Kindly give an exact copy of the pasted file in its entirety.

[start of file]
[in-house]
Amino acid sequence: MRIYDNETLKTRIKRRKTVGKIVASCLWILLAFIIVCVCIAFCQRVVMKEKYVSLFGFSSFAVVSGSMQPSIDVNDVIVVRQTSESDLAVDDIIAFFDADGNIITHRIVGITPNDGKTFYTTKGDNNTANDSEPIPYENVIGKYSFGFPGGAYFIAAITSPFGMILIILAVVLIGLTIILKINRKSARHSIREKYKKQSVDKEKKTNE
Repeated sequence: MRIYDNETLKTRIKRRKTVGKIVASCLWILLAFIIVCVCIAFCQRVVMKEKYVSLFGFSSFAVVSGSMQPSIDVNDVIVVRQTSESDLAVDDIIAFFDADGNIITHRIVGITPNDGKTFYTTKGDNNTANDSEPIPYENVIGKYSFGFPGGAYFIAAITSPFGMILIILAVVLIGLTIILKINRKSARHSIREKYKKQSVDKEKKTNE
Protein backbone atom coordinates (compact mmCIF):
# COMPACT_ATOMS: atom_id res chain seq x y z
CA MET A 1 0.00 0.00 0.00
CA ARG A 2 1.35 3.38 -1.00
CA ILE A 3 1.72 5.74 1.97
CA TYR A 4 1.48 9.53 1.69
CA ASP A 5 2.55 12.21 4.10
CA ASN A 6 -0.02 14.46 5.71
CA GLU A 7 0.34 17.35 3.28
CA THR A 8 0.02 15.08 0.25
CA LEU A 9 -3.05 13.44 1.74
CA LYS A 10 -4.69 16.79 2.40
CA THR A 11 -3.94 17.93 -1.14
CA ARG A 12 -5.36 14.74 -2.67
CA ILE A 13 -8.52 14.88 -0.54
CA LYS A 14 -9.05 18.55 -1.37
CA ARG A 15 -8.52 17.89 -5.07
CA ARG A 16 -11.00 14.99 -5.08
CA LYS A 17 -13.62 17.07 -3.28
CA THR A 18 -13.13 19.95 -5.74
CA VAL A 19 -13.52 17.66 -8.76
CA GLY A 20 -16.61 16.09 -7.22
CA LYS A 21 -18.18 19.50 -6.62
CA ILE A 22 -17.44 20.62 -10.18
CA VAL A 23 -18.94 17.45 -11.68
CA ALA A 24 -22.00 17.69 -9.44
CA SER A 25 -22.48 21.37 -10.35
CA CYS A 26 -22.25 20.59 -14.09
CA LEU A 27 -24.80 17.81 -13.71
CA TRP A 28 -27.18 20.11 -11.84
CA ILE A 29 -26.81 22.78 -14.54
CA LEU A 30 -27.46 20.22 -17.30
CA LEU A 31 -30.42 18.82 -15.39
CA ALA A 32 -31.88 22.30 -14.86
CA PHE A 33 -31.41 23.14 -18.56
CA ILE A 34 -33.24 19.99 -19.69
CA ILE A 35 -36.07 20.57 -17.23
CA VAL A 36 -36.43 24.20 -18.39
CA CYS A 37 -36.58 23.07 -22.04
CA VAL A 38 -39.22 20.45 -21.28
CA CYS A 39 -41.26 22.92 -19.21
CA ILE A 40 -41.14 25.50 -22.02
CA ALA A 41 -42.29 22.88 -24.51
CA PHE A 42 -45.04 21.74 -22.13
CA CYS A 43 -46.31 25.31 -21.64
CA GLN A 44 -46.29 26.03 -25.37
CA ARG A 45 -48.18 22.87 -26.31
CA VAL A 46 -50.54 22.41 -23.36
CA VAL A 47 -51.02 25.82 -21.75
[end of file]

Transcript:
[in-house]
Amino acid sequence: MRIYDNETLKTRIKRRKTVGKIVASCLWILLAFIIVCVCIAFCQRVVMKEKYVSLFGFSSFAVVSGSMQPSIDVNDVIVVRQTSESDLAVDDIIAFFDADGNIITHRIVGITPNDGKTFYTTKGDNNTANDSEPIPYENVIGKYSFGFPGGAYFIAAITSPFGMILIILAVVLIGLTIILKINRKSARHSIREKYKKQSVDKEKKTNE
Repeated sequence: MRIYDNETLKTRIKRRKTVGKIVASCLWILLAFIIVCVCIAFCQRVVMKEKYVSLFGFSSFAVVSGSMQPSIDVNDVIVVRQTSESDLAVDDIIAFFDADGNIITHRIVGITPNDGKTFYTTKGDNNTANDSEPIPYENVIGKYSFGFPGGAYFIAAITSPFGMILIILAVVLIGLTIILKINRKSARHSIREKYKKQSVDKEKKTNE
Protein backbone atom coordinates (compact mmCIF):
# COMPACT_ATOMS: atom_id res chain seq x y z
CA MET A 1 0.00 0.00 0.00
CA ARG A 2 1.35 3.38 -1.00
CA ILE A 3 1.72 5.74 1.97
CA TYR A 4 1.48 9.53 1.69
CA ASP A 5 2.55 12.21 4.10
CA ASN A 6 -0.02 14.46 5.71
CA GLU A 7 0.34 17.35 3.28
CA THR A 8 0.02 15.08 0.25
CA LEU A 9 -3.05 13.44 1.74
CA LYS A 10 -4.69 16.79 2.40
CA THR A 11 -3.94 17.93 -1.14
CA ARG A 12 -5.36 14.74 -2.67
CA ILE A 13 -8.52 14.88 -0.54
CA LYS A 14 -9.05 18.55 -1.37
CA ARG A 15 -8.52 17.89 -5.07
CA ARG A 16 -11.00 14.99 -5.08
CA LYS A 17 -13.62 17.07 -3.28
CA THR A 18 -13.13 19.95 -5.74
CA VAL A 19 -13.52 17.66 -8.76
CA GLY A 20 -16.61 16.09 -7.22
CA LYS A 21 -18.18 19.50 -6.62
CA ILE A 22 -17.44 20.62 -10.18
CA VAL A 23 -18.94 17.45 -11.68
CA ALA A 24 -22.00 17.69 -9.44
CA SER A 25 -22.48 21.37 -10.35
CA CYS A 26 -22.25 20.59 -14.09
CA LEU A 27 -24.80 17.81 -13.71
CA TRP A 28 -27.18 20.11 -11.84
CA ILE A 29 -26.81 22.78 -14.54
CA LEU A 30 -27.46 20.22 -17.30
CA LEU A 31 -30.42 18.82 -15.39
CA ALA A 32 -31.88 22.30 -14.86
CA PHE A 33 -31.41 23.14 -18.56
CA ILE A 34 -33.24 19.99 -19.69
CA ILE A 35 -36.07 20.57 -17.23
CA VAL A 36 -36.43 24.20 -18.39
CA CYS A 37 -36.58 23.07 -22.04
CA VAL A 38 -39.22 20.45 -21.28
CA CYS A 39 -41.26 22.92 -19.21
CA ILE A 40 -41.14 25.50 -22.02
CA ALA A 41 -42.29 22.88 -24.51
CA PHE A 42 -45.04 21.74 -22.13
CA CYS A 43 -46.31 25.31 -21.64
CA GLN A 44 -46.29 26.03 -25.37
CA ARG A 45 -48.18 22.87 -26.31
CA VAL A 46 -50.54 22.41 -23.36
CA VAL A 47 -51.02 25.82 -21.75